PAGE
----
Author: Ximena Díaz Alarcón, current PhD Candidate in Sociology (UCA – Universidad Católica Argentina). You can contact her at firstname.lastname@example.org.
Fieldsite: In lockdown in Buenos Aires, Argentina, connecting with informants via Whatsapp via mobile phone
The quarantine keeps getting extended as well as online learning. The last official date for a supposed end or at least, some flexibilization is June 8, when Argentina will reach its 80th day of uninterrupted full lockdown. As we reach new peaks in the number of cases and deaths and the healthcare system gets prepared and fortified, online learning continues to be the only possible way to continue with the education for all levels of education.
At home, education requires wi-fi access and sadly, this is not an evenly spread service or possibility for the vast majority of citizens. In households where this is possible, people express the tensions that arise for the quality of the communications. A child told me during our virtual interview that the “teacher sounded “pixelated during class” due to bad connectivity and his mother commented on the burden of having to help coordinate homework. “And of course, fighting all for wi-fi access! If I have a zoom meeting at the same time that he has his class…it´s a kind of war in the living room.”
In these pandemic days, space, connections and time seem to have compressed and almost lose meaning. The same mother that expressed her tiredness about having to coordinate all activities at home (her own work, the homework of her kids, etc), reclaimed space for herself “sometimes I go and read inside the car in the garage. I need a moment to myself”. The different parts of the day seem to have lost its distinction and she continued “nowadays it is light or dark, is AM or PM, I just don´t know the hours anymore! Everything is mixed up when you are inside all day, every day, for all activities”.
All this effort to keep social distancing and a full lockdown has led to some public discussions regarding the impact of the pandemic in the quality of the education kids and teens where receiving. Sleeping kids during Zoom Classes, Zoom- fatigue syndrome and eyesore alerts from paediatricians, as well as the isolation impact on mental health for everyone but especially for young kids, made the news during these weeks.
Due to these issues, the government issued the possibility of a special permit to circulate in the city during weekends. Many parents expressed their concern regarding the lack of social contact their kids were having with other peers. If a substantial part of learning leans on social interaction, without a doubt this contact is today absolutely virtualized. The result of this long period without face-to-face classrooms interaction is yet unknown.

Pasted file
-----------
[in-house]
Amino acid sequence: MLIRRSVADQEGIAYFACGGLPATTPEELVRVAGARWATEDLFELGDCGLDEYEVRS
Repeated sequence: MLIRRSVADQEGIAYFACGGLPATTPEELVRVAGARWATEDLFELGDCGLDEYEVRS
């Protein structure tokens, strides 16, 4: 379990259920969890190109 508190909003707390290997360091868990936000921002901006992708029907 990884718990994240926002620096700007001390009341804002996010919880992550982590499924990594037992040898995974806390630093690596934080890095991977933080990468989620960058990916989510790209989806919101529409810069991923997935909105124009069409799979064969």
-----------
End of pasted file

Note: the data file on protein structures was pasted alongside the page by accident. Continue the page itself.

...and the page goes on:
Both for school support as well as for socialising, Whatsapp was the weapon of choice for the families that shared their experience with me. Zoom birthday parties are a given, as well as sharing a special video with good wishes from all friends as a way to be “closer apart in these strange times”, as one dad put it. Whatsapp seems to be a choice for sharing answers during online tests. As a teacher shared on Twitter in a Tweet that got 142.000 likes. Do my students know I’m still in the Whatsapp group where they are sharing the answers to my test?
“Although none is really sure kids are really learning in this new all -virtual classwork, maintaining a certain schedule is good for them but stressful for you!” Trying to bring some resemblance of normality via online classes, seems to help the rhythm of the house.
Are kids going to be graded or not during this trimester of school? After much back and forth news, the government decided that they were not going to have grades for the school activities held during the quarantine. Among the people I interviewed during these weeks, the opinions were quite divided about the non-grading decision: some considered disrespect for the kids and for their own effort “If I knew this was going to be a “pretence” with no grades, I wouldn´t have bothered and wouldn’t have pushed them so hard with homework. With no grades, how will they know if they did well or not?.
Others considered that this pandemic had its own learning process, with teachings that go far beyond school subjects “After all, the important thing is that they were safe at home and learned about priorities, about flexibility and resilience….and after all…all this might end up being more useful for them in life, than being graded for learning facts and figures…”
Learning with or without grades, it seems we are all learning a lot about ourselves in the lockdown.